• Earlier migrants – from Poor/Rich countries
  • Across the Greater South East - at 2 spatial scales:
    • neighbourhoods (LSOA), where relations with densification (or reverse?) expected to be compositional (shifting mixes)
    • Local (sub-) Housing Market Areas (Coombes’ 73 ‘lower’ units) where demand pressure may exert more general effects
      • on occupation density and on supply of dwelling space (rooms)
  • Maps suggest some possibly important links
in broad terms over the decade
In Broad Terms – Over the Decade
  • Population grew right across GSE
    • but fastest towards the core (IL)
  • Reflecting growth in foreign-born
    • Primarily from poor countries – particularly in OL where UK born numbers fell significantly
    • But also from rich countries – principally in IL
    • There was a dispersal of earlier arrivals from both groups – though PoorC group going further (including beyond GSE)
  • Room numbers also grew across the GSE
    • Especially in IL – though patchy even there
    • And not particularly in immigrant areas
  • But in London population per room also grew
    • accommodating c40% of growth
    • Notably in/near areas of new poor country arrival
statistical evidence on densification
Statistical Evidence on ... Densification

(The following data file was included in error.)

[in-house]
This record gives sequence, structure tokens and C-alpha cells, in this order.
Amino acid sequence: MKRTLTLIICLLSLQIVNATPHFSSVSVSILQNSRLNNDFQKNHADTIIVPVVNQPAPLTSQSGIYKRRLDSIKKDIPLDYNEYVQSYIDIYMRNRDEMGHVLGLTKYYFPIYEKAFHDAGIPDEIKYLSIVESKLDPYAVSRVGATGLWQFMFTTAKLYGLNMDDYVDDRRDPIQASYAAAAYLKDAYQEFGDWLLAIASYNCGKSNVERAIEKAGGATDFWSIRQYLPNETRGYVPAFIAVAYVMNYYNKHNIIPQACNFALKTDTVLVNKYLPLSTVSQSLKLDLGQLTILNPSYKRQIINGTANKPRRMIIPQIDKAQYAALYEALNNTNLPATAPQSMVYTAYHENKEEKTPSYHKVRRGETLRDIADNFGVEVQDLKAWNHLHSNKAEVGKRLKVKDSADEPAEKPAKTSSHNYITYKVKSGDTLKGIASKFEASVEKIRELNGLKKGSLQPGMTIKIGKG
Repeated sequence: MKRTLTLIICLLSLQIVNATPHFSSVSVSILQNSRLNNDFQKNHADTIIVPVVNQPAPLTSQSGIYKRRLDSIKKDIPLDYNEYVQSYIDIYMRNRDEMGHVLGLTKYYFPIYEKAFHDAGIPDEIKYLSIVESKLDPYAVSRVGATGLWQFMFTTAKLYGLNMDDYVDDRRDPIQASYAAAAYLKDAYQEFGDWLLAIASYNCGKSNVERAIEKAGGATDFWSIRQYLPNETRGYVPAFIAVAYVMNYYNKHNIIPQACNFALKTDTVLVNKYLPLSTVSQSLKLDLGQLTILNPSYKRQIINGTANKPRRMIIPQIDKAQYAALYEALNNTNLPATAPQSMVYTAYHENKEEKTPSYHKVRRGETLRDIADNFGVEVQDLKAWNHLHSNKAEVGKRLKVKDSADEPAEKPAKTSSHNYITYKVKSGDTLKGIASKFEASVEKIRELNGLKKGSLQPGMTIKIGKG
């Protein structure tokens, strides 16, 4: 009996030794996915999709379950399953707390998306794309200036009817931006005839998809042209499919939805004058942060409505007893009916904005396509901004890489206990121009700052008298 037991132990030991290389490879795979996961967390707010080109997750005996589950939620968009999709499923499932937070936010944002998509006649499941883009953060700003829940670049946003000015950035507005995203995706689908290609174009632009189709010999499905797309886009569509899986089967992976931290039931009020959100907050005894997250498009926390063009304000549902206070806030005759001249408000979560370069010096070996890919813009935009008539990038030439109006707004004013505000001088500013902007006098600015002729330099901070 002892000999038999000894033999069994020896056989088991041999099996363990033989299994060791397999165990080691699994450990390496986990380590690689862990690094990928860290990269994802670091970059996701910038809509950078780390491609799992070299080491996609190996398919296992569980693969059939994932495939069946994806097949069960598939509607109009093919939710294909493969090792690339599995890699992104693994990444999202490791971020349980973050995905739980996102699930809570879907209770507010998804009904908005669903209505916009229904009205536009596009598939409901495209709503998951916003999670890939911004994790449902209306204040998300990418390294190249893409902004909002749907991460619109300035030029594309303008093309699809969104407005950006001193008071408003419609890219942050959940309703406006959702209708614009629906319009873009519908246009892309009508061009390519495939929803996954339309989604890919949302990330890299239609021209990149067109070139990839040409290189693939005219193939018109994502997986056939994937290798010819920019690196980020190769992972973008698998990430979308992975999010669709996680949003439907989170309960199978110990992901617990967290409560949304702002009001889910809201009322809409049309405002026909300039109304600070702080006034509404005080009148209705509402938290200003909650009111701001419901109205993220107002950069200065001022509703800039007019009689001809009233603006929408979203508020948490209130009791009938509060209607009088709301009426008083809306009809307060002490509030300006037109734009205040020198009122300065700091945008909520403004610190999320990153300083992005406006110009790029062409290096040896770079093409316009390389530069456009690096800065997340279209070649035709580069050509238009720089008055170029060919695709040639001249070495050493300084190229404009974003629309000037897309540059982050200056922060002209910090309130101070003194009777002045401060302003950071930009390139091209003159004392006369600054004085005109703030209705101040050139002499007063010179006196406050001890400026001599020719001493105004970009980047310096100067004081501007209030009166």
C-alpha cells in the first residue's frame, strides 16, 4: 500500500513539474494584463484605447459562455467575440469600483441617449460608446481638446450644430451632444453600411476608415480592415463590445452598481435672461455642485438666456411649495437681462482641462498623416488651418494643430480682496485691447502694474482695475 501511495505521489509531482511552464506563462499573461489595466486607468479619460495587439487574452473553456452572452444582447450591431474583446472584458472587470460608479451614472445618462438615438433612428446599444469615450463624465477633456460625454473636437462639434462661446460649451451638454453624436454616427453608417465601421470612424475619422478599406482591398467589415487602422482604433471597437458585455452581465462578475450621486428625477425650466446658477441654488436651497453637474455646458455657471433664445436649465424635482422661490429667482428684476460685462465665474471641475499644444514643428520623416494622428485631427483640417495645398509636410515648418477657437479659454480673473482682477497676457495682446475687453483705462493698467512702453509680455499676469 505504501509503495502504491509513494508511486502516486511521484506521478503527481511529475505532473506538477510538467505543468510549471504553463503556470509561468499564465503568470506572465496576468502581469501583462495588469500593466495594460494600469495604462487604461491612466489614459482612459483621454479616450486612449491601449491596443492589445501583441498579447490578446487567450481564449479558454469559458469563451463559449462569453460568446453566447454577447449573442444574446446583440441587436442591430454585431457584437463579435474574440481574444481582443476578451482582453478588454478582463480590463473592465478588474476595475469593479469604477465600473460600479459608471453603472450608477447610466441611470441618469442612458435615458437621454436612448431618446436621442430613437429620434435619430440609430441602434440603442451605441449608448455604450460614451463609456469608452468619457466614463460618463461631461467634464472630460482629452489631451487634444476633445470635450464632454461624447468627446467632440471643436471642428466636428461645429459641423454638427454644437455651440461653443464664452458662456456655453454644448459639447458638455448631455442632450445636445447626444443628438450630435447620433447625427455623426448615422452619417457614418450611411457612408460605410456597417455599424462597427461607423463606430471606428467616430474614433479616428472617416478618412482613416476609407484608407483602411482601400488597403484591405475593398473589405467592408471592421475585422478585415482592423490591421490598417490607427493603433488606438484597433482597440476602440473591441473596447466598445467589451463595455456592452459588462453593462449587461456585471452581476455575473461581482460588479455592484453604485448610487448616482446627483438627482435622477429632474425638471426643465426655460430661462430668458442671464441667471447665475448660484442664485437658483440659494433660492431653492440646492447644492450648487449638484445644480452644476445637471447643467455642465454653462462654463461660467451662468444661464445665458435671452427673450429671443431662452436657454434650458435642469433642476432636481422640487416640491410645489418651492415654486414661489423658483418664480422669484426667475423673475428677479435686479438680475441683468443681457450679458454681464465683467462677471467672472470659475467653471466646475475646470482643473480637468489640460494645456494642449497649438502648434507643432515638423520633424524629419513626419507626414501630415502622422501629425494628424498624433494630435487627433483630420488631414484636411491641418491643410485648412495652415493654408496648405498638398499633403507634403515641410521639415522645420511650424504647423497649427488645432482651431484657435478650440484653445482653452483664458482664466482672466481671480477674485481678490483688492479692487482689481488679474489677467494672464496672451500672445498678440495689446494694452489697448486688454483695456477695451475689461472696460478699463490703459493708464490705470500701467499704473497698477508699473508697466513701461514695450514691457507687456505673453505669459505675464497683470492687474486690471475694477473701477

• Analyses of 2001-11 change across LSOAs point to:
    • significant effect of job accessibility on densification
      • with zero pop growth, prediction is of + 5.8% in IL vs. 2.9% in outer RGSE
    • but strongest effect from (local) rate of PoorC arrivals
      • 55% absorbed by denser occupancy - cf. 10% for UK born
    • much weaker effect from change among earlier arrivals (30%)
      • indicative of substantial convergence in housing expectations
    • generally weaker among RichC arrivals – but strikingly so in IL
      • the main concentration, but quite atypical – maybe no net effect on densities
      • though among longer stayers impact seems close to that for PoorC group
    • additional to these local (compositional effects) there is evidence (from LHMA pop. change) of a demand pressure effect
      • about 24% for growth from all sources
      • except for RichC arrivals in IL (zero impact at LHMA scale)
      • but for PoorC arrivals densification absorbed c.80% of additional numbers
      • Adding 12.9% to IL room occ. density vs 3.4% in outer RGSE
development effects
... Development Effects